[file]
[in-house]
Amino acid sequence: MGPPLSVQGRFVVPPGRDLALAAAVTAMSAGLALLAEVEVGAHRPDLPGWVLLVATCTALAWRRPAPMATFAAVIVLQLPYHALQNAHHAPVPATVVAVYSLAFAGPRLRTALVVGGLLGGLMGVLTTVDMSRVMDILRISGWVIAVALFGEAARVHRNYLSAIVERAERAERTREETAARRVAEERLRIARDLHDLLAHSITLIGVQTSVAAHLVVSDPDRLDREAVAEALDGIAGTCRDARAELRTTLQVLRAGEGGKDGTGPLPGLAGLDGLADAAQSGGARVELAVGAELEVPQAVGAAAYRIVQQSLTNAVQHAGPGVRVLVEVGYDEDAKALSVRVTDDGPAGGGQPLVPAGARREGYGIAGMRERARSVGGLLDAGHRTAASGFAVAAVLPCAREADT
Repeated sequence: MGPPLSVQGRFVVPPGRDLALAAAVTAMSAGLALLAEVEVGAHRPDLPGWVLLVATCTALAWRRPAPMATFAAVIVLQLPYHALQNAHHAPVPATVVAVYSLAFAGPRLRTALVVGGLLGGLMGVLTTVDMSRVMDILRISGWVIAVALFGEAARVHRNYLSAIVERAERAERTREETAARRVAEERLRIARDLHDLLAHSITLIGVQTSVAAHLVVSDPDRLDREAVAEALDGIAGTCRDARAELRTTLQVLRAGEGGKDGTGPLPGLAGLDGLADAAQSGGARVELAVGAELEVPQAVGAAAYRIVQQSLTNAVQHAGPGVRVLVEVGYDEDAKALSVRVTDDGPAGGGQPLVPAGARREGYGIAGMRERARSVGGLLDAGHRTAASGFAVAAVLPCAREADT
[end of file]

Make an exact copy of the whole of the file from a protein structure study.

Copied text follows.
[in-house]
Amino acid sequence: MGPPLSVQGRFVVPPGRDLALAAAVTAMSAGLALLAEVEVGAHRPDLPGWVLLVATCTALAWRRPAPMATFAAVIVLQLPYHALQNAHHAPVPATVVAVYSLAFAGPRLRTALVVGGLLGGLMGVLTTVDMSRVMDILRISGWVIAVALFGEAARVHRNYLSAIVERAERAERTREETAARRVAEERLRIARDLHDLLAHSITLIGVQTSVAAHLVVSDPDRLDREAVAEALDGIAGTCRDARAELRTTLQVLRAGEGGKDGTGPLPGLAGLDGLADAAQSGGARVELAVGAELEVPQAVGAAAYRIVQQSLTNAVQHAGPGVRVLVEVGYDEDAKALSVRVTDDGPAGGGQPLVPAGARREGYGIAGMRERARSVGGLLDAGHRTAASGFAVAAVLPCAREADT
Repeated sequence: MGPPLSVQGRFVVPPGRDLALAAAVTAMSAGLALLAEVEVGAHRPDLPGWVLLVATCTALAWRRPAPMATFAAVIVLQLPYHALQNAHHAPVPATVVAVYSLAFAGPRLRTALVVGGLLGGLMGVLTTVDMSRVMDILRISGWVIAVALFGEAARVHRNYLSAIVERAERAERTREETAARRVAEERLRIARDLHDLLAHSITLIGVQTSVAAHLVVSDPDRLDREAVAEALDGIAGTCRDARAELRTTLQVLRAGEGGKDGTGPLPGLAGLDGLADAAQSGGARVELAVGAELEVPQAVGAAAYRIVQQSLTNAVQHAGPGVRVLVEVGYDEDAKALSVRVTDDGPAGGGQPLVPAGARREGYGIAGMRERARSVGGLLDAGHRTAASGFAVAAVLPCAREADT